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Achievements and failures of power and energy sector in Bangladesh

Bangladesh government on December 8, 2016 celebrated achieving 15,000 MW power generation installed capacity with fancy fireworks at Hatirjheel area in Dhaka.  

Government achieved noticeable success in confronting chronic power load-shedding that it inherited. But concerns are now being raised about sustainability of success for continued fuel supply crisis.

The proven reserve of natural gas is fast depleting. The exploration for new resource is not giving confidence of major success in less than 8-10 years. Exploitation of discovered coal resource is stuck in political indecision. 

Bangladesh is walking the wrong route of exclusive reliance on imported fuel without required home works. All these are leading the long-term energy security to deep uncertainties.

It is not installed capacity, what matters is actual generation and quality of supply to end users. The 15,000 MW includes 2,300 MW off-grid captive power generation exclusive for use in industries, 3,000 MW liquid fuel-based contingency power supposed to be phased out by this time and 600 MW import from India.

Grid connected generation capacity is about 12,780 MW. For various reasons ranging from fuel deficit, transmission distribution networks constraints actual generation averages 8,300-8,500 MW. Only on one occasion on June 30, 2016 during peak hours’ actual generation touched 9,032 MW.

Having said these there is no reason why the creditable achievements of the present government over the past eight years in increasing power generation and disciplining the sector can go unnoticed.

But side by side to success there have been some failures which creates genuine doubts about sustainability of success.

The nation was suffering from chronic power load-shedding and gas supply crisis in 2009 when present government came to power in the last term. The installed generation capacity at end 2008 was 4,942 MW and highest generation achieved during peak hours of summer 2008 was 3,500 MW.

The average power demand at that time was about 6,000 MW. Eight to ten hours’ unpleasant load- shedding in summer days was causing unbearable miseries. From that position achieving installed capacity of 15,080 MW and average generation of 8,300-8,500 MW is no mean achievement.

The access to power has also increased from 49% in 2008 to 78% (off grid solar power supply included) in end 2016 is also a major achievement. Reduction of system loss to 13% is also a major achievement.

The present power generation and supply situation is much better than what it used to be in 2008. But at the same time gas and fuel supply situation is in deep crisis. Failure of a political government in exploiting own superior coal resource and utilise this as priority option for power generation is frustrating.

If mining applying appropriate mining method could be started at Phulbari and Barapukuria and simultaneously mine moth power plants could be set up about 4,000 MW new power could be available by now. 

For reasons, unknown government relied exclusively of capacity hamstrung Bangladesh Petroleum Exploration and Production Company Ltd (BAPEX) for onshore gas exploration. Experts believe that engaging international oil company (IOCs) through production sharing contract (PSC) in onshore frontier areas by 2010 about 5tcf new gas could be discovered.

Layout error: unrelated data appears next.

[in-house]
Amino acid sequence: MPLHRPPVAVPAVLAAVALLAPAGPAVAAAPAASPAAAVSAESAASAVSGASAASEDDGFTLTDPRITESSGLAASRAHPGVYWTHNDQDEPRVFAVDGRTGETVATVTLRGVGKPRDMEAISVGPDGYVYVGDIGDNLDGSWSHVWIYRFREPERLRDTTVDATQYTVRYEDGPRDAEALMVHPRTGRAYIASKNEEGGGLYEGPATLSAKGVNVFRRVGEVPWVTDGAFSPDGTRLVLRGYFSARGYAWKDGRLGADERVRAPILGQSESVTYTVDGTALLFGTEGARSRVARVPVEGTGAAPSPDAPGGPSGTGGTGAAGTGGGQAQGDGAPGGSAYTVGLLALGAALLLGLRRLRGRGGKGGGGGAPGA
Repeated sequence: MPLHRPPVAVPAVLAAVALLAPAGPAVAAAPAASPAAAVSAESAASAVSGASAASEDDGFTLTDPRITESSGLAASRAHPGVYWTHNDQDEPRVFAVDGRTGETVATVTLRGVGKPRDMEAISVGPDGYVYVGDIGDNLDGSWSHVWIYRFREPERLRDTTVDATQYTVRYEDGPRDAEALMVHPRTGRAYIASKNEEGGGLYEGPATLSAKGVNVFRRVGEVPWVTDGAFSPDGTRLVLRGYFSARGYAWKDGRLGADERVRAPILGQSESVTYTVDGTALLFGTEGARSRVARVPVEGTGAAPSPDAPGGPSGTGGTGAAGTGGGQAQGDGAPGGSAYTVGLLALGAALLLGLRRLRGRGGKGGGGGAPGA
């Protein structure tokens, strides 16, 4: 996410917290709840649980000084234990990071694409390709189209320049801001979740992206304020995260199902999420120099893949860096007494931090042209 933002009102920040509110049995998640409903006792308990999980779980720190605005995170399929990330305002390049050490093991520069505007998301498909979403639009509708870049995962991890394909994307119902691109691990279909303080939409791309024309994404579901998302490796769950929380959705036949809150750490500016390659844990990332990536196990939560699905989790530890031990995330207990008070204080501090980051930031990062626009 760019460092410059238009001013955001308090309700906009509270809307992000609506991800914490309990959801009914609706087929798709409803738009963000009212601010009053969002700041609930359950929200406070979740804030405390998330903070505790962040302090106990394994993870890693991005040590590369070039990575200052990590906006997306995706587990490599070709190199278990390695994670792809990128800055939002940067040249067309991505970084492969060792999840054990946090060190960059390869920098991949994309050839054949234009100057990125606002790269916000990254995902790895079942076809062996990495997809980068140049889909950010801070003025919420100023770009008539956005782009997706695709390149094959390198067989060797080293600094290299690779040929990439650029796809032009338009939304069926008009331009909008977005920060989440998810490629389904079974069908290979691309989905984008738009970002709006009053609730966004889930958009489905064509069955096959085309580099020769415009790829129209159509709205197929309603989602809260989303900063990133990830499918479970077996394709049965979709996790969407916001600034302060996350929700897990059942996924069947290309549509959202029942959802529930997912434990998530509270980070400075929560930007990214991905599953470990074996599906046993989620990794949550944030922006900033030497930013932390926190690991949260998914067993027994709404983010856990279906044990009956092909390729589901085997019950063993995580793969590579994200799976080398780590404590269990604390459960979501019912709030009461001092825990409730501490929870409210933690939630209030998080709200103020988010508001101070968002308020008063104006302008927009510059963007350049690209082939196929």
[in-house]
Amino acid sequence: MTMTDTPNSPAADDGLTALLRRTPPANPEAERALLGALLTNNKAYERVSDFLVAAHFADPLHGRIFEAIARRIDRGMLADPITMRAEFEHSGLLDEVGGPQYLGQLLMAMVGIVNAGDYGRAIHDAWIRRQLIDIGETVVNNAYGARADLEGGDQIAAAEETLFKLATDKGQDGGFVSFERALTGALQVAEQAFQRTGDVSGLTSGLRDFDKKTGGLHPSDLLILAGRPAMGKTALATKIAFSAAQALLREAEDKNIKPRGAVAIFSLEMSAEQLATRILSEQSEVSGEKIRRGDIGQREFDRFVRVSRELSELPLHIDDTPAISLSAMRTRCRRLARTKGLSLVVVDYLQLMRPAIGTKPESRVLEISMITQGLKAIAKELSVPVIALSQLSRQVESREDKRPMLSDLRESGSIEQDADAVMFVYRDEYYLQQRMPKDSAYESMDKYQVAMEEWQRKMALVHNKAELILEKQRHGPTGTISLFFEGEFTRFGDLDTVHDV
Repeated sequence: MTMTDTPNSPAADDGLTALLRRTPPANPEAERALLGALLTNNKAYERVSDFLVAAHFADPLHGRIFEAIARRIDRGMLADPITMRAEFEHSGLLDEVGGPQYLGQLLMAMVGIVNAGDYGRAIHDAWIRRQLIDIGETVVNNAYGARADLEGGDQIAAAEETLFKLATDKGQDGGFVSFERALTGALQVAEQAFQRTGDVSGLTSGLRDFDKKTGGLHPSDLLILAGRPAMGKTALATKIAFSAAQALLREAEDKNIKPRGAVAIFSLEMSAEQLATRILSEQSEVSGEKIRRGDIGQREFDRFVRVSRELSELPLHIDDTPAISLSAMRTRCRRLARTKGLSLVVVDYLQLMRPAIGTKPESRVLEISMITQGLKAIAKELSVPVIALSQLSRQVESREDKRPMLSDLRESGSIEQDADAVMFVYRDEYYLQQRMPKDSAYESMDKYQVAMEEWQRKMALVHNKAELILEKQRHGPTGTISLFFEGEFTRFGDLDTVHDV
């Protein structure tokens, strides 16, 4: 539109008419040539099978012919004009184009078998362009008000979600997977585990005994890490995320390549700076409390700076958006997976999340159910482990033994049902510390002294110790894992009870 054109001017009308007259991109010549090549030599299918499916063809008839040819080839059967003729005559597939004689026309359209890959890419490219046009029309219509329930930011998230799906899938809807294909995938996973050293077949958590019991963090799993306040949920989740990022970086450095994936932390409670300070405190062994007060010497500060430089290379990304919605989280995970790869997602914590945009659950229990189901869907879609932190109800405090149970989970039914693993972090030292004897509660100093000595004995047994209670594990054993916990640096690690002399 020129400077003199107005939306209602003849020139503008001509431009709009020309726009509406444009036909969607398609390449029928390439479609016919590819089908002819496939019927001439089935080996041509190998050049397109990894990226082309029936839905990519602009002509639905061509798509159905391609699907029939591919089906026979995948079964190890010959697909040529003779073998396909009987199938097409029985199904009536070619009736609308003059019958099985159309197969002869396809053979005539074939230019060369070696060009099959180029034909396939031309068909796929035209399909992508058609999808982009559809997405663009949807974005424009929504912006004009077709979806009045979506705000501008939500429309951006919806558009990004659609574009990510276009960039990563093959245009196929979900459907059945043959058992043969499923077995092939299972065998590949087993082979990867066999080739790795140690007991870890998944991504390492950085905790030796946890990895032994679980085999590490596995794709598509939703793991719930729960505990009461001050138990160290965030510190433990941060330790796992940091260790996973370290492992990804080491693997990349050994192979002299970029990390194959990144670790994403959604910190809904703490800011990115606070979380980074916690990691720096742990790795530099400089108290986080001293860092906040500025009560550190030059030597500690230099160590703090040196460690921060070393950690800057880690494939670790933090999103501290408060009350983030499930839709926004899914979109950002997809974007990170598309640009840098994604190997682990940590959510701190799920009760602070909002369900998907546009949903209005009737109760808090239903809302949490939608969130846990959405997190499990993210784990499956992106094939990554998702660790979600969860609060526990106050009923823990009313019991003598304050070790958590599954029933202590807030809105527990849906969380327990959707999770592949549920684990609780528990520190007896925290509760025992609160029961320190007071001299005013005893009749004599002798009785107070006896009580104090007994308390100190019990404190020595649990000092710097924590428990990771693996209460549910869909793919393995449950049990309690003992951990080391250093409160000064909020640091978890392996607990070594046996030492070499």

Government even delayed in selecting joint venture partner for BAPEX for further exploring four identified structures in the greater Chittagong area. If done in 2012 gas crisis in Chittagong could be partially mitigated by now.

IOCs did not carry out any exploration over the last several years. Australian company Santos operated Shangu gas field completed depleted. USA based Conoco-Philips after wasting several holding some offshore blocks with a ploy for improving their portfolio in money market left without conducting any exploration.

Indian company ONGC and Santos are now due to start some exploration soon. Apart from that Petrobangla and South Korean Posco Daewoo International Corporation are set signing PSC in offshore.

The financial and fiscal incentives of Model PSC of Bangladesh are not considered attractive to IOCs for making risk investment in the offshore areas. 

Bangladesh deep water areas in newly acquired vast areas of the Bay of Bengal does not have even primary data.

Petrobangla initiative for data acquisition through engaging contractor for multi-client survey got road blocked by Ministry of Energy and Prime Minister’s office. 

Moreover, global oil price crash also acted as a dis-incentive for major IOCs. Power Cell, a think tank of the Power Ministry, now is working on updating PSC engaging consultant.

In this situation exploration activities in the deep water may not start in less than two years from now. Fruits from any success may take eight to ten years.

Experts observe that Chevron was given almost free hands in expanding gas production at their highest limit. 

Consequently, Bibiyana gas field became backbone of gas supply. It has started depleting alarmingly. Chevron recovering major investment is now planning to leave relinquishing depleting gas fields.

Bangladesh in a desperate bid to increase reserve adopted 108 wells including 53 exploration wells drilling program in 5 years for capacity hamstrung BAPEX.

It is impossible to do that by even a major IOCs anywhere in the world. Now after wasting several months Russian Energy giant Gazprom is being given opportunity based on their unsolicited offer for partnering with BAPEX.

Gazprom engaged sub-contractor did a very poor works of 10 wells drilling in the recent past.